OKC Thunder Notepad: Donovan knows it will be an emotional Saturday

Oklahoma City Thunder coach Billy Donovan, right, questions referee Kevin Scott, left, about a call during the first quarter of the team's NBA basketball game against the Sacramento Kings in Sacramento, Calif., Wednesday, Jan. 29, 2020. The Thunder won 120-100.

OKLAHOMA CITY — Thunder coach Billy Donovan does not betray emotions easily. Not on the court, not when speaking about his team.

Still, when asked about the coming dedication of the court at Exactech Arena — home of Florida Gator basketball — with his name, though the inflection of Donovan’s voice did not change, he was clearly feeling a preview of the emotion he knows will come over him when the moment arrives.

It arrives Saturday, in Gainesville, before Florida meets Vanderbilt.

The game will mark the first to be played upon “Billy Donovan Court.”

The Thunder play Thursday at New Orleans, after which they’re off an entire week for the All-Star break before playing again.

Donovan should have all the time he wants to enjoy the honor before returning to work.

“I think it will be very, very emotional, you know, for me,” Donovan said. “Going there when I was 30 years old and, [in] the coaching profession, it’s very, very hard to stay in the same place for a long period of time and I was fortunate to be there for 19 years.”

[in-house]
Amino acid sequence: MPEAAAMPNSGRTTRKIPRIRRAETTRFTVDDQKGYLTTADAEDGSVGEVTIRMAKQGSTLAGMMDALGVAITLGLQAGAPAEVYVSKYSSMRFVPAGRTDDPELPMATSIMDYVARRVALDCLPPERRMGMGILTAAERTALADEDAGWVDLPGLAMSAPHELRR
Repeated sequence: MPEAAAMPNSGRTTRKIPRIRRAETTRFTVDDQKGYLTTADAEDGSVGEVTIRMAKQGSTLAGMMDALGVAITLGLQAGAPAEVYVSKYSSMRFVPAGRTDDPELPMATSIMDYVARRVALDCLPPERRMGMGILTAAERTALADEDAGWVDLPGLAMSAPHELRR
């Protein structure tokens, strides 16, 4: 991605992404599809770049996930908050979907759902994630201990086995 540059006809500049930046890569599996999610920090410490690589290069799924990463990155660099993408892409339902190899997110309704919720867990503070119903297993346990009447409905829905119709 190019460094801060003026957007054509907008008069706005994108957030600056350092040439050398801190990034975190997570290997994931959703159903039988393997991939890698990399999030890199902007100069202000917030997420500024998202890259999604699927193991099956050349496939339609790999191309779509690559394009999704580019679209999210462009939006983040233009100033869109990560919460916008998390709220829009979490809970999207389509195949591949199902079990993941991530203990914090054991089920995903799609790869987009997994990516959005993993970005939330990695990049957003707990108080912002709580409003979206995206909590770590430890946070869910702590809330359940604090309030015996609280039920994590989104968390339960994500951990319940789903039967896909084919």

Donovan did quite well for himself over those years, leaving for the NBA after compiling a record of 467-186 that included 16 straight postseason appearances, 13 NCAA tournaments, two national championships, an additional Final Four appearance and three other trips to the Elite Eight.

Combined with two years spent at Marshall before landing in Gainesville, Donovan put together a collegiate coaching record of 502-206.

Interestingly, he came to Oklahoma City following a losing season. In his first two seasons at Florida, Donovan went 13-17 and 14-15. In his last, he went 16-17.

• Donovan on Bazley: Questioned about the knee injury rookie forward Darius Bazley suffered against Boston two days earlier, Donovan confirmed that Bazley suffered what the Thunder have termed a right knee bruise without contact with another player.

“I think when he planted his foot and was looking to push off it is when the injury occurred,” Donovan said.

He was also asked if the team was confident that a a knee bruise represented the full breadth of the injury.

“The diagnosis is what it is,” Donovan said. “He’s got, you know, a bruise there and we’ve got to wait for some time for it to heal.”

• Forbes values Thunder: Forbes, the financial magazine, has valued the Thunder franchise at $1.6 billion. By Forbes’ estimation, that makes it the 20th most valuable franchise in the NBA.

Forbes values three NBA franchises in excess of $4 billion: the New York Knicks ($4.6B), the Los Angeles Lakers ( $4.4B) and the Golden State Warriors ($4.3B).

The ownership group headed by Clay Bennett purchased the Thunder, then the Seattle SuperSonics — as well as the WNBA’s Seattle Storm — for $350 million in 2006 from Starbucks founder Howard Schultz.

• A new low: Oklahoma City’s 14-point first quarter against San Antonio marked a new low point total for the opening 12 minutes this season.

The Thunder trailed 25-14 after a quarter after shooting 5 of 21 overall and 1 of 8 from beyond the 3-point arc.

The Thunder turned the ball over five times, while backup center Nerlens Noel was whistled for three fouls over just 97 seconds of floor time.

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